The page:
Reading 2015: Kendrick, Cribs, Jamie T and all the action from across the stages on Sunday

Kendrick Lamar compares Reading to Compton

The Cribs’ Ryan Jarman smashed his guitar, Jamie T played his final show of the year and Kendrick Lamar compared Reading to Compton. The final day at the festival was action packed.

Leeds-based musician Robert Harvey opened the day on the Radio One Dance Stage with his new band The Six, which also features former Delphic member Richard Boardman. Harvey, better known for his time in The Music and his Mike Skinner collaboration The D.O.T. played bass and danced around the stage as his new house-pop act made their debut. Their short set included new single ‘(Don’t Go) Running’, ‘Gold Rush’ and ‘Unfinished Sympathy’.

On the Main Stage, Against Me! played a set which leaned heavy on their 2014 album ‘Transgender Dysphoria Blues’ on the Main Stage. The Florida punk band performed six songs from the record including the title track, ‘Unconditional Love’, ‘FuckMyLife666’, ‘True Trans Soul Rebel’, ‘Dead Friend’ and ‘Black Me Out’.

Singer Laura Jane Grace, who was wearing a t-shirt sporting the slogan ‘Gender Is Over’ in reference to her own decision to become a woman in 2012, said very little as the band powered through a 13 song set which also included ‘Pints of Guinness Make You Strong’ and ‘White People For Peace’.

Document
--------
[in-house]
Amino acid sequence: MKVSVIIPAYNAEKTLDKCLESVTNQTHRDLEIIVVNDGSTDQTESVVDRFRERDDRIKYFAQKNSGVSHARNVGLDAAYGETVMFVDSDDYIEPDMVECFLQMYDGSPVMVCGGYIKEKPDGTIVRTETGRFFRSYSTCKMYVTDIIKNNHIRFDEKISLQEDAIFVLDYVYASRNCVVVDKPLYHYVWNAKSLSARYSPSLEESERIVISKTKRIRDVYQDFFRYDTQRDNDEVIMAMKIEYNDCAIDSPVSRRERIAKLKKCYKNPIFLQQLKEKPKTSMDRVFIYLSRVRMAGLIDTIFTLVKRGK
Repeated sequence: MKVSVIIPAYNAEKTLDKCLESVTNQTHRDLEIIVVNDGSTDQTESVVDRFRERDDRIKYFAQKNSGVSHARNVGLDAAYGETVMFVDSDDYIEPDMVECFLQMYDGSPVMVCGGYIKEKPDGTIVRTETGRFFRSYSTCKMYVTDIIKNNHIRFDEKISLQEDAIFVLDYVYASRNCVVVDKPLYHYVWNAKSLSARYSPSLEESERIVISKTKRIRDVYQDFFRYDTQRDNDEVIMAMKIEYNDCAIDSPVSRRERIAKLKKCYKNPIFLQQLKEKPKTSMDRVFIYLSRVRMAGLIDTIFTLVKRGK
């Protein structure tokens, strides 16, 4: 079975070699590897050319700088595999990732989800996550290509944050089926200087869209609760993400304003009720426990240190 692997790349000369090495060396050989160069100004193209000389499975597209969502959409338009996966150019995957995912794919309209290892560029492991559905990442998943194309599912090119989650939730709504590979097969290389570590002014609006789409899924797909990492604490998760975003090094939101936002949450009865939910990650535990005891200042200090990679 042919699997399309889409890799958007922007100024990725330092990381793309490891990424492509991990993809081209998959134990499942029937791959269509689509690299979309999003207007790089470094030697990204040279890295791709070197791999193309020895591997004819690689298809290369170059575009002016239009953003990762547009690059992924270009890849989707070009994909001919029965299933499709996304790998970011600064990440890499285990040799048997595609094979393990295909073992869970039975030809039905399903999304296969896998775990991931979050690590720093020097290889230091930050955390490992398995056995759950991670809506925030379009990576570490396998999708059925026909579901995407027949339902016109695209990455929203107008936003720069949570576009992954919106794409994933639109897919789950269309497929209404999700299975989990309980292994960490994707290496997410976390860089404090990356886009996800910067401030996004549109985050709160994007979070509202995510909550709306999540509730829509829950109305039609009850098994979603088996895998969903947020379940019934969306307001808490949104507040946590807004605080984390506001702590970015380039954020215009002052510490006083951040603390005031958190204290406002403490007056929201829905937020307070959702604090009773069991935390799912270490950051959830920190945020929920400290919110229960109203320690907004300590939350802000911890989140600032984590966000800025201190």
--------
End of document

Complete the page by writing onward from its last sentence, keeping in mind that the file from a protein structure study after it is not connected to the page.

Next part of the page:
She did explain the band’s political stance ahead of ‘Transgender Dysphoria Blues’ at one point though declaring: “For those that don’t know of us let us tell you what we stand for, we stand against racism, homophobia and misogyny but we stand for freedom of expression. We welcome that.” Against Me closed their performance with ‘I Was A Teenage Anarchist.’

NME NME / Wunmi Onibudo

The Cribs played their highest billing in eight reading performances on the Main Stage, with guitarist Ryan Jarman finishing the set by smashing up his guitar and throwing it into the crowd as bassist Gary Jarman played an impromptu drum solo. Earlier in the set the band revved the crowd up to start mosh pits while playing a selection of hits from across their back catalogue including ‘I’m A Realist’, ‘Mirror Kissers’ and ‘Come On Be A No-One’. The set ended with recent album track ‘Pink Snow’ with the hefty crowd dancing to the climax.

NMEJordan Hughes/NME